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Author Topic: Is there a polite way to express disbelief? (first example)  (Read 5752 times)

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  • On the internet, no one can tell you're a dog- arf.
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Re: Is there a polite way to express disbelief? (first example)
« Reply #15 on: December 24, 2013, 07:51:07 AM »
Based on the facts in the OP, I'd be inclined to leave the matter alone ... unless:

--  The fibs injure another person's reputation, or hurt others in any way, or

--  The story is hateful (e.g., bigoted) in some way, or

--  The storyteller's always been known for scrupulous honesty and attention to detail, in which case I may be concerned about the person's well-being.

As for what I'd do about any of the above, well, I must cop out with, "It depends."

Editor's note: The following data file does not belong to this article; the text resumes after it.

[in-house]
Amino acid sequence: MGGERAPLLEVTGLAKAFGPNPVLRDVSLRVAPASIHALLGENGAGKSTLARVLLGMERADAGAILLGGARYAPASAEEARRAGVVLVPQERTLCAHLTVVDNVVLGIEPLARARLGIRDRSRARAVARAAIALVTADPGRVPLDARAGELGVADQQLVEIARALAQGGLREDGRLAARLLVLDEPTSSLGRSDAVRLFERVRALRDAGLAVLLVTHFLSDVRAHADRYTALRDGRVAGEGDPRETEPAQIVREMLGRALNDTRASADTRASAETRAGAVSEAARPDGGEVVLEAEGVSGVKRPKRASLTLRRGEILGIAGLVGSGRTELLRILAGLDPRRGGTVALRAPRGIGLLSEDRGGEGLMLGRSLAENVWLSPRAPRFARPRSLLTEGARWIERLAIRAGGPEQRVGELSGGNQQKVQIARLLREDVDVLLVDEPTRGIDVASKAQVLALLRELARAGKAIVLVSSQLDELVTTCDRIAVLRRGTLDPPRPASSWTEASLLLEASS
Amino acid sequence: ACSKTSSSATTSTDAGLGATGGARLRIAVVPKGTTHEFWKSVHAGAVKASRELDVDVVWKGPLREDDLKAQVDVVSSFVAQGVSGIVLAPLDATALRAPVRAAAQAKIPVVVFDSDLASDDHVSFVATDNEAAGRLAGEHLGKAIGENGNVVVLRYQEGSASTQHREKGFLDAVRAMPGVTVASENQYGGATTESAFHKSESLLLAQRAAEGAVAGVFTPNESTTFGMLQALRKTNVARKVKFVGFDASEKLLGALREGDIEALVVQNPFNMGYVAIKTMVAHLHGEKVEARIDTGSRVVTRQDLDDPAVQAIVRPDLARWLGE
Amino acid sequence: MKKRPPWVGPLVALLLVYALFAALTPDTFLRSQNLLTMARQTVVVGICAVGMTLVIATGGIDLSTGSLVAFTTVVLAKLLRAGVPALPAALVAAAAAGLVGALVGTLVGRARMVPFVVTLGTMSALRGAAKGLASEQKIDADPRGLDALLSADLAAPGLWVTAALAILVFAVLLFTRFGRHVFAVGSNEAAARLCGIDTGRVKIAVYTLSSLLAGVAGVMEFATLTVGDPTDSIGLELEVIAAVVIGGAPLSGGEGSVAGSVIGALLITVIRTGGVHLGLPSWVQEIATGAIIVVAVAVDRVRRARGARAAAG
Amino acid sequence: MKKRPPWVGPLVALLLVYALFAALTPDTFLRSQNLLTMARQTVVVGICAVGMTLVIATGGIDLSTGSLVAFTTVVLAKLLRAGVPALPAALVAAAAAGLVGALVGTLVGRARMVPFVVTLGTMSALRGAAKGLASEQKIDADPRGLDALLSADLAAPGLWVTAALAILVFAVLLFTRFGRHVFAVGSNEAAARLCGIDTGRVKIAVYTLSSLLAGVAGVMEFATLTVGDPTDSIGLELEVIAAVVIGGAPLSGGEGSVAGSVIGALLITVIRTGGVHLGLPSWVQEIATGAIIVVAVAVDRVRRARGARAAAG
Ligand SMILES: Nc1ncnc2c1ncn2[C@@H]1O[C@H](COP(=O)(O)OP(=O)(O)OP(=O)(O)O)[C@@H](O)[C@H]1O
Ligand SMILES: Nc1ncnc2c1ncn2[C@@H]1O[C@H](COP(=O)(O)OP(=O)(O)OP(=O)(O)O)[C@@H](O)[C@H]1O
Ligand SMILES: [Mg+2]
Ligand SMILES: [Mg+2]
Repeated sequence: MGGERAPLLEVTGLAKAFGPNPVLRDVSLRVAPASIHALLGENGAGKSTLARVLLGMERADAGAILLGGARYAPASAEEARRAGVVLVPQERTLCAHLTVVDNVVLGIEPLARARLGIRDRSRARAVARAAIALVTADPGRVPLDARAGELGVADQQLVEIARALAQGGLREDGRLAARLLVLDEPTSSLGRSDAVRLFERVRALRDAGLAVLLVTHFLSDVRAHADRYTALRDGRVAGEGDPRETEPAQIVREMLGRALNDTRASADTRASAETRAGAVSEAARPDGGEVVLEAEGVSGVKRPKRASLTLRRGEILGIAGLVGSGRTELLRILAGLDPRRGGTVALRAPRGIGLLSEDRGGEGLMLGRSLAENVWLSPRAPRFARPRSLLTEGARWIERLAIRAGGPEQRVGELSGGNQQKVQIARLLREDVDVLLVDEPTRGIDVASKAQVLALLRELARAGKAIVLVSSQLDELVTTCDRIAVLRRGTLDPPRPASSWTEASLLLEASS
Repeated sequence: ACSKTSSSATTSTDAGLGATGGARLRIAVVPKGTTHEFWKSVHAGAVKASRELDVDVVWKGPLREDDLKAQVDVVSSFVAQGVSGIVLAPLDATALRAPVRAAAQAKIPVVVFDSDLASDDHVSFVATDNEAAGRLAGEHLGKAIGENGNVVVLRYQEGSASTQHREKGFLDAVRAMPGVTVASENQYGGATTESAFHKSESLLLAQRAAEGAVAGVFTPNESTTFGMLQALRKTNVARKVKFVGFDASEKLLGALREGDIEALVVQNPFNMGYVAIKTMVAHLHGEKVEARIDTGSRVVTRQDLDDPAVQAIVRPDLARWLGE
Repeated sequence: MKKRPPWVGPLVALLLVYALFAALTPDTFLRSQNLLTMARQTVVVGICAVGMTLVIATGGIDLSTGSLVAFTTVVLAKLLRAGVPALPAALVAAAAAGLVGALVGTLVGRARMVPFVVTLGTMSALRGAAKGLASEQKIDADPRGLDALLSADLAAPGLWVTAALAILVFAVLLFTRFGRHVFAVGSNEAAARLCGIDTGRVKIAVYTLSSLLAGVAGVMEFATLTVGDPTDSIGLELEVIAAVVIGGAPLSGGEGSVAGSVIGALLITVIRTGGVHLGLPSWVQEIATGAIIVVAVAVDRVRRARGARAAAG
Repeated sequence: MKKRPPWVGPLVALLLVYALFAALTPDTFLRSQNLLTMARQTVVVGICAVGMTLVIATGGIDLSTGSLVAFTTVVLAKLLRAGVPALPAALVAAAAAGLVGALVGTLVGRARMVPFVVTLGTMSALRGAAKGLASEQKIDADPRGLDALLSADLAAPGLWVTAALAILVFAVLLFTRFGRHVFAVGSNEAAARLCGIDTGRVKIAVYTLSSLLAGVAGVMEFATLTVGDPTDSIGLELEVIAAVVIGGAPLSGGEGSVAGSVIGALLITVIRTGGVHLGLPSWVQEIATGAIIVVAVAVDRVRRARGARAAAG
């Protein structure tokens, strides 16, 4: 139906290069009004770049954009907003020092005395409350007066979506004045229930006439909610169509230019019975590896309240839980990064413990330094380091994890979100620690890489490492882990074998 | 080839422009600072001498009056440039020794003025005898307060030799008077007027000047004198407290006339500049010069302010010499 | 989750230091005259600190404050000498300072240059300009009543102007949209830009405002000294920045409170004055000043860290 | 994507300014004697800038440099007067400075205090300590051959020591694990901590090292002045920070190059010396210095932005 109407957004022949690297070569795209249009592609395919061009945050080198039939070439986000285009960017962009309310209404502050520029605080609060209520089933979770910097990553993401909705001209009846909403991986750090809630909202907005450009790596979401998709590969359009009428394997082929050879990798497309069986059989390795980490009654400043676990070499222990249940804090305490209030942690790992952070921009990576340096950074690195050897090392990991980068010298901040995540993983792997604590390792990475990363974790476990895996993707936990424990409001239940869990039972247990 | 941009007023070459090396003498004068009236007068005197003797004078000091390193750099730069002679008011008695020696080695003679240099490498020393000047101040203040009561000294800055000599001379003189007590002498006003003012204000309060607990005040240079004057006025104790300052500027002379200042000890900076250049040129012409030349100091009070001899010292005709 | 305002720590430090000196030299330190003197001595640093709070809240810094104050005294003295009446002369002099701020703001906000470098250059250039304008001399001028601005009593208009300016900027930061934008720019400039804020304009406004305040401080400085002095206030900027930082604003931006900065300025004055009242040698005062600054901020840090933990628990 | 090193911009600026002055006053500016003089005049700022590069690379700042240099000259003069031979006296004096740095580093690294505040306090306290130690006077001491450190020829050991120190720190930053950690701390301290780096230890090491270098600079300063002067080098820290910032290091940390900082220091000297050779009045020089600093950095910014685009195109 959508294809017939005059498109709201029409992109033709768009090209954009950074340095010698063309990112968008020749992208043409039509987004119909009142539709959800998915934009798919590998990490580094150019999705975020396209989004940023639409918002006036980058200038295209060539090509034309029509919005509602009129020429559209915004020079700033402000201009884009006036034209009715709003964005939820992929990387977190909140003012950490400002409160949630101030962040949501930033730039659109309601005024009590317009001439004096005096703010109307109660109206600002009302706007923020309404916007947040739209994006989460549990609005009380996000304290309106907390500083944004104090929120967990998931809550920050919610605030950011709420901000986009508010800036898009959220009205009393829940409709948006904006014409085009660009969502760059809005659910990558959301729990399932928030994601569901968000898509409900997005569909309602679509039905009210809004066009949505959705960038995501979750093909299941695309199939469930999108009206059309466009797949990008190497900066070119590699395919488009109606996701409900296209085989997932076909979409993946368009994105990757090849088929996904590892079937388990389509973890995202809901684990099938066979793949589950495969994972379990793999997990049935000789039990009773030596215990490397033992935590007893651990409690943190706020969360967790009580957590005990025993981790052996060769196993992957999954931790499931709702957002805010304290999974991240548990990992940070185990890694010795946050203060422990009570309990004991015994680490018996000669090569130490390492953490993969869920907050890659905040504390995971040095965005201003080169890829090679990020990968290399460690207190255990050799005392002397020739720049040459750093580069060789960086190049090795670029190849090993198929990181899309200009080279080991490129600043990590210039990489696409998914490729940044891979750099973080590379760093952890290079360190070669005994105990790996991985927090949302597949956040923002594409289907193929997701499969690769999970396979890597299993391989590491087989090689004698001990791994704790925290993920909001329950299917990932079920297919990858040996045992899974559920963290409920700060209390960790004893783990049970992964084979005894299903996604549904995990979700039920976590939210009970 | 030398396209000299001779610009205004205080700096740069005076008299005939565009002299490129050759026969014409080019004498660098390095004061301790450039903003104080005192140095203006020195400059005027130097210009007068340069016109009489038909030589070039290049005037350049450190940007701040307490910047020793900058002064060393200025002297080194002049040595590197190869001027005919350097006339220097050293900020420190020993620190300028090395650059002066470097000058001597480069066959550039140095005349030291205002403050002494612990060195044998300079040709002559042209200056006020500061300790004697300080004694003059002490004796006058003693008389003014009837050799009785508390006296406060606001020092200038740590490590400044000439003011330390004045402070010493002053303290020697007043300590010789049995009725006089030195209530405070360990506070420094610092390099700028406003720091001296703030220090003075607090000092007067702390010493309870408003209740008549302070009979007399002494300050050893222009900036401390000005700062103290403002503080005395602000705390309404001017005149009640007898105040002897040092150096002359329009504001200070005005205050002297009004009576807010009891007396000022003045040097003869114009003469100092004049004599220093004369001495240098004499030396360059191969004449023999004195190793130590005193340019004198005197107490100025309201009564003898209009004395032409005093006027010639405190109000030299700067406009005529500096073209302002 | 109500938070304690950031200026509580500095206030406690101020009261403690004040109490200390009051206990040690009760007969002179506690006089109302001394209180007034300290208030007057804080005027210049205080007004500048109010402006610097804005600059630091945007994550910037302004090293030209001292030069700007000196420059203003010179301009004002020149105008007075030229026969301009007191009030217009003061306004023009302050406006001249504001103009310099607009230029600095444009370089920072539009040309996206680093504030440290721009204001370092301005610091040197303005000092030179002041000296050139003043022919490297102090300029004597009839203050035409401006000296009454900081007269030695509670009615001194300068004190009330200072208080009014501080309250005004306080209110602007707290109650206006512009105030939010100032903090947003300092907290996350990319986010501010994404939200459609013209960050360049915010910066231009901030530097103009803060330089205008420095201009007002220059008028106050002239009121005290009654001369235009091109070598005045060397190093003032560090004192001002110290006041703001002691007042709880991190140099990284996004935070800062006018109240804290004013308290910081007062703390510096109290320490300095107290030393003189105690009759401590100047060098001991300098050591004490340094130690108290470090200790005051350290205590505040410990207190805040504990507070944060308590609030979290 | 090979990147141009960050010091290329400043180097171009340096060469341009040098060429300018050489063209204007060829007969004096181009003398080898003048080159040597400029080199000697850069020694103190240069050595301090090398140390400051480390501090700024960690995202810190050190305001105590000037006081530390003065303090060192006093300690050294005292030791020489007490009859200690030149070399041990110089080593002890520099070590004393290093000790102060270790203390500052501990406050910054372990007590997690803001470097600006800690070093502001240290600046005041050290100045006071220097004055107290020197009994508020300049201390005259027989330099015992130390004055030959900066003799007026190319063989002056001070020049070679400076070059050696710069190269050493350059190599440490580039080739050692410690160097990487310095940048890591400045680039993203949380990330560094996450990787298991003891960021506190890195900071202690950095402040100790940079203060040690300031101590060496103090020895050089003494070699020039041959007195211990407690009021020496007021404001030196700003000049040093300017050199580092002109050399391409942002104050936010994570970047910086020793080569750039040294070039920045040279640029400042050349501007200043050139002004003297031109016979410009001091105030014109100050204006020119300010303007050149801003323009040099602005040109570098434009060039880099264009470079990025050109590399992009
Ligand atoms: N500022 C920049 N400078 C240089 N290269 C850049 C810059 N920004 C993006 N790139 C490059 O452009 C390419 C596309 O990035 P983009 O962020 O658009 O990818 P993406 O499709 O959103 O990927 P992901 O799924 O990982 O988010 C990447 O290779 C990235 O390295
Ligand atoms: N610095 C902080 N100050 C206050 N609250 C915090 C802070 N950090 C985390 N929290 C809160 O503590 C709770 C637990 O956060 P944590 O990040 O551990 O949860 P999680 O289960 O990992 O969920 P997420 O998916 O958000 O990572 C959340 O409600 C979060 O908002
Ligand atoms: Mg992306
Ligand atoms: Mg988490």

Agreed. I'd let it go in this instance with a mental note that Adam might like to tell the odd tall tale.
If wisdom’s ways you wisely seek,
Five things observe with care,
To whom you speak,
Of whom you speak,
And how, and when, and where.
Caroline Lake Ingalls


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Re: Is there a polite way to express disbelief? (first example)
« Reply #16 on: December 25, 2013, 06:40:32 AM »
In Adam's case, I wouldn't say anything.  His story is just a story.  It does no harm to anyone. 

Of course, children should not be encouraged to lie.  They should however, be taught how to take some stories with a bit of healthy doubt.

I would express disbelief if a statement was bigoted or patently untrue.  I would also speak up if a statement was potentially dangerous in other ways.  For example, we did express disbelief when a relative announced that she could get all the protein she needs by eating a head of iceberg lettuce a day.